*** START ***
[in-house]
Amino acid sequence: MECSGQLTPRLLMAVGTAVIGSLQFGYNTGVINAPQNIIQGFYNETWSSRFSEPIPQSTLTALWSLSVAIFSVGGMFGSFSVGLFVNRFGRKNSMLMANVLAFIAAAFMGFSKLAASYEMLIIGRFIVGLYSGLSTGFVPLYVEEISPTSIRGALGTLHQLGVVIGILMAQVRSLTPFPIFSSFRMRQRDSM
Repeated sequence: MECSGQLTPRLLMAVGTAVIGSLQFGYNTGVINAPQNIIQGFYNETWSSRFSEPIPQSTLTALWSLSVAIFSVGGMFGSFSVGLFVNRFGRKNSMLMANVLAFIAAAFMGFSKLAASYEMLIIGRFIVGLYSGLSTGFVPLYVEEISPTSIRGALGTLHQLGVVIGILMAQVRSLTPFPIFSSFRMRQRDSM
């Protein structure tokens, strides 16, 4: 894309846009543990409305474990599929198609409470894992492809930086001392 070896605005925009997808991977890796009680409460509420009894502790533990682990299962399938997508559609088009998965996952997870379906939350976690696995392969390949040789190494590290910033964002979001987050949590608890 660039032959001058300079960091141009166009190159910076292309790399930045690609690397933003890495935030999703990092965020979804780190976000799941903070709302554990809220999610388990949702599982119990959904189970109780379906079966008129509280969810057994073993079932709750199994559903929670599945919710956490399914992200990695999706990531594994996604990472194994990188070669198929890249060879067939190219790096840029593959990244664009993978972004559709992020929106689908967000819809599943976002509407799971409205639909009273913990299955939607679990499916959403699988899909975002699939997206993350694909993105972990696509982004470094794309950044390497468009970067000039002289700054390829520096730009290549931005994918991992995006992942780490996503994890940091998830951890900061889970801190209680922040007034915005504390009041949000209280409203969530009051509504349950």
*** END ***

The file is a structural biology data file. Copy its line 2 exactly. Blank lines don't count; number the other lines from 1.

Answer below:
Amino acid sequence: MECSGQLTPRLLMAVGTAVIGSLQFGYNTGVINAPQNIIQGFYNETWSSRFSEPIPQSTLTALWSLSVAIFSVGGMFGSFSVGLFVNRFGRKNSMLMANVLAFIAAAFMGFSKLAASYEMLIIGRFIVGLYSGLSTGFVPLYVEEISPTSIRGALGTLHQLGVVIGILMAQVRSLTPFPIFSSFRMRQRDSM